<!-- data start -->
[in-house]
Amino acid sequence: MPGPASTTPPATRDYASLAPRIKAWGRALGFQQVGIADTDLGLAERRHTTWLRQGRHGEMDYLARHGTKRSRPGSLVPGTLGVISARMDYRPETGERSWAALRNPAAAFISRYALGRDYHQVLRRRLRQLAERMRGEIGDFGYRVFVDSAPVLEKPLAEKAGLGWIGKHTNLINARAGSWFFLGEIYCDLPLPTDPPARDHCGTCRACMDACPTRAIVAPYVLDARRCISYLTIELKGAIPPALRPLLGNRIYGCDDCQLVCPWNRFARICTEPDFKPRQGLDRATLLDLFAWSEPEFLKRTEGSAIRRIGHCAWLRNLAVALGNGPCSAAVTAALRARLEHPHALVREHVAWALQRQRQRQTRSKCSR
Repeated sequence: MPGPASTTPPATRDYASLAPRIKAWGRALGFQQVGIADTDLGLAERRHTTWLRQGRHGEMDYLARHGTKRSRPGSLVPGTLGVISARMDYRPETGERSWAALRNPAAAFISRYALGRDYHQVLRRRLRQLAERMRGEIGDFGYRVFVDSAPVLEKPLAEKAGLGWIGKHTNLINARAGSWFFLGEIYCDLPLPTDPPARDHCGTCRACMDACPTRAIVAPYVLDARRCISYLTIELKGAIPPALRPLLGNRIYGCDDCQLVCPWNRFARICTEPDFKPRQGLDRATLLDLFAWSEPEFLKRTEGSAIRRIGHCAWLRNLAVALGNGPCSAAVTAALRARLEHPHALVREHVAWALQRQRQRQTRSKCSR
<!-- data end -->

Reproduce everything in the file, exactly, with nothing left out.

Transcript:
[in-house]
Amino acid sequence: MPGPASTTPPATRDYASLAPRIKAWGRALGFQQVGIADTDLGLAERRHTTWLRQGRHGEMDYLARHGTKRSRPGSLVPGTLGVISARMDYRPETGERSWAALRNPAAAFISRYALGRDYHQVLRRRLRQLAERMRGEIGDFGYRVFVDSAPVLEKPLAEKAGLGWIGKHTNLINARAGSWFFLGEIYCDLPLPTDPPARDHCGTCRACMDACPTRAIVAPYVLDARRCISYLTIELKGAIPPALRPLLGNRIYGCDDCQLVCPWNRFARICTEPDFKPRQGLDRATLLDLFAWSEPEFLKRTEGSAIRRIGHCAWLRNLAVALGNGPCSAAVTAALRARLEHPHALVREHVAWALQRQRQRQTRSKCSR
Repeated sequence: MPGPASTTPPATRDYASLAPRIKAWGRALGFQQVGIADTDLGLAERRHTTWLRQGRHGEMDYLARHGTKRSRPGSLVPGTLGVISARMDYRPETGERSWAALRNPAAAFISRYALGRDYHQVLRRRLRQLAERMRGEIGDFGYRVFVDSAPVLEKPLAEKAGLGWIGKHTNLINARAGSWFFLGEIYCDLPLPTDPPARDHCGTCRACMDACPTRAIVAPYVLDARRCISYLTIELKGAIPPALRPLLGNRIYGCDDCQLVCPWNRFARICTEPDFKPRQGLDRATLLDLFAWSEPEFLKRTEGSAIRRIGHCAWLRNLAVALGNGPCSAAVTAALRARLEHPHALVREHVAWALQRQRQRQTRSKCSR